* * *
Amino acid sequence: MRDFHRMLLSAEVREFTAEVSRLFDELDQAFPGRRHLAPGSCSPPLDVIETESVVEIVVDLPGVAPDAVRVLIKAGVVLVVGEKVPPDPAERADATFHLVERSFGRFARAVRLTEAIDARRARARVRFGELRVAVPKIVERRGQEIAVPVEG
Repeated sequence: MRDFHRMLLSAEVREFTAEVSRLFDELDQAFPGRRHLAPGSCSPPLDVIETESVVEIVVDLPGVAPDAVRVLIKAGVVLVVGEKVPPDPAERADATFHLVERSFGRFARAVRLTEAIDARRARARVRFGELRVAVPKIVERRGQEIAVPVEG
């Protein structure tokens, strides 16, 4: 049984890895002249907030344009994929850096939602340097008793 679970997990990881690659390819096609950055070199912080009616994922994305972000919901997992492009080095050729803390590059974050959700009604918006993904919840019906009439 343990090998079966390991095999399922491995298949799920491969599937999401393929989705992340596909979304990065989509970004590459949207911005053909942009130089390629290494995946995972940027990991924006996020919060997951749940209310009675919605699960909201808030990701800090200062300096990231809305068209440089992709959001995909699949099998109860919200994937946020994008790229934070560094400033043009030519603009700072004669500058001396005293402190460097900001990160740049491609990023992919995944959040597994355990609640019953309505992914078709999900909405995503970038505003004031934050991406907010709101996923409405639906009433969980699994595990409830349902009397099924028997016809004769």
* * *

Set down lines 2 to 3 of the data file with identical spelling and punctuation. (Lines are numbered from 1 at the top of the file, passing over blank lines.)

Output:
Repeated sequence: MRDFHRMLLSAEVREFTAEVSRLFDELDQAFPGRRHLAPGSCSPPLDVIETESVVEIVVDLPGVAPDAVRVLIKAGVVLVVGEKVPPDPAERADATFHLVERSFGRFARAVRLTEAIDARRARARVRFGELRVAVPKIVERRGQEIAVPVEG
């Protein structure tokens, strides 16, 4: 049984890895002249907030344009994929850096939602340097008793 679970997990990881690659390819096609950055070199912080009616994922994305972000919901997992492009080095050729803390590059974050959700009604918006993904919840019906009439 343990090998079966390991095999399922491995298949799920491969599937999401393929989705992340596909979304990065989509970004590459949207911005053909942009130089390629290494995946995972940027990991924006996020919060997951749940209310009675919605699960909201808030990701800090200062300096990231809305068209440089992709959001995909699949099998109860919200994937946020994008790229934070560094400033043009030519603009700072004669500058001396005293402190460097900001990160740049491609990023992919995944959040597994355990609640019953309505992914078709999900909405995503970038505003004031934050991406907010709101996923409405639906009433969980699994595990409830349902009397099924028997016809004769």